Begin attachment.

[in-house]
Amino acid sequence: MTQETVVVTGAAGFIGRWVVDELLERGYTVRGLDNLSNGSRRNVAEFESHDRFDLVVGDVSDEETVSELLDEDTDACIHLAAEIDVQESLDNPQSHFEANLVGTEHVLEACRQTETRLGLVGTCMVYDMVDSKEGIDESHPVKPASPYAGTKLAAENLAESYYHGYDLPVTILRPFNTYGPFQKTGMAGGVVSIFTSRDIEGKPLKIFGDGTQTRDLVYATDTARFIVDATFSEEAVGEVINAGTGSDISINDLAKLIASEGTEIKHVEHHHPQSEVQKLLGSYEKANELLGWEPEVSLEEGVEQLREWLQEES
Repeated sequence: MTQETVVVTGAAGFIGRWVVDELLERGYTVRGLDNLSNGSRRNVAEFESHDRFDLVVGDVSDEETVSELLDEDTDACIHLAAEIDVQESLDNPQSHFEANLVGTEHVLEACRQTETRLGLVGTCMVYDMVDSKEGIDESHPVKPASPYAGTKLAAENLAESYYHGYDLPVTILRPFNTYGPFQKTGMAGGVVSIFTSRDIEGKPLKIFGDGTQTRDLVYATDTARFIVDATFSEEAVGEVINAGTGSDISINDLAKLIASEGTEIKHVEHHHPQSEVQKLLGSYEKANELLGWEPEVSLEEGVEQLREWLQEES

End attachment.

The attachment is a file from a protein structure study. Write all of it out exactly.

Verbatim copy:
[in-house]
Amino acid sequence: MTQETVVVTGAAGFIGRWVVDELLERGYTVRGLDNLSNGSRRNVAEFESHDRFDLVVGDVSDEETVSELLDEDTDACIHLAAEIDVQESLDNPQSHFEANLVGTEHVLEACRQTETRLGLVGTCMVYDMVDSKEGIDESHPVKPASPYAGTKLAAENLAESYYHGYDLPVTILRPFNTYGPFQKTGMAGGVVSIFTSRDIEGKPLKIFGDGTQTRDLVYATDTARFIVDATFSEEAVGEVINAGTGSDISINDLAKLIASEGTEIKHVEHHHPQSEVQKLLGSYEKANELLGWEPEVSLEEGVEQLREWLQEES
Repeated sequence: MTQETVVVTGAAGFIGRWVVDELLERGYTVRGLDNLSNGSRRNVAEFESHDRFDLVVGDVSDEETVSELLDEDTDACIHLAAEIDVQESLDNPQSHFEANLVGTEHVLEACRQTETRLGLVGTCMVYDMVDSKEGIDESHPVKPASPYAGTKLAAENLAESYYHGYDLPVTILRPFNTYGPFQKTGMAGGVVSIFTSRDIEGKPLKIFGDGTQTRDLVYATDTARFIVDATFSEEAVGEVINAGTGSDISINDLAKLIASEGTEIKHVEHHHPQSEVQKLLGSYEKANELLGWEPEVSLEEGVEQLREWLQEES